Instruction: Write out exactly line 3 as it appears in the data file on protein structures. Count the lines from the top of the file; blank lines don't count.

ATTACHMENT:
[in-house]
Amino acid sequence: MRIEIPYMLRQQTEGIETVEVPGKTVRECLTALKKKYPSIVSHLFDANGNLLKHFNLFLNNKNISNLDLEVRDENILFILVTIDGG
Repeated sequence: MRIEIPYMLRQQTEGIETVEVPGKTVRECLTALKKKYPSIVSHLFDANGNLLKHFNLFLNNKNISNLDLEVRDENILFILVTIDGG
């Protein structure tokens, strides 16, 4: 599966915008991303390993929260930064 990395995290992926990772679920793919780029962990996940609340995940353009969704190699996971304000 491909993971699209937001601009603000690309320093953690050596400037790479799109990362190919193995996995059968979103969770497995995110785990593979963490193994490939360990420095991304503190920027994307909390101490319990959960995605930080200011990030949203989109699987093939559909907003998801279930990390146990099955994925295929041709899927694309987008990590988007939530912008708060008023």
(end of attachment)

Repeated sequence: MRIEIPYMLRQQTEGIETVEVPGKTVRECLTALKKKYPSIVSHLFDANGNLLKHFNLFLNNKNISNLDLEVRDENILFILVTIDGG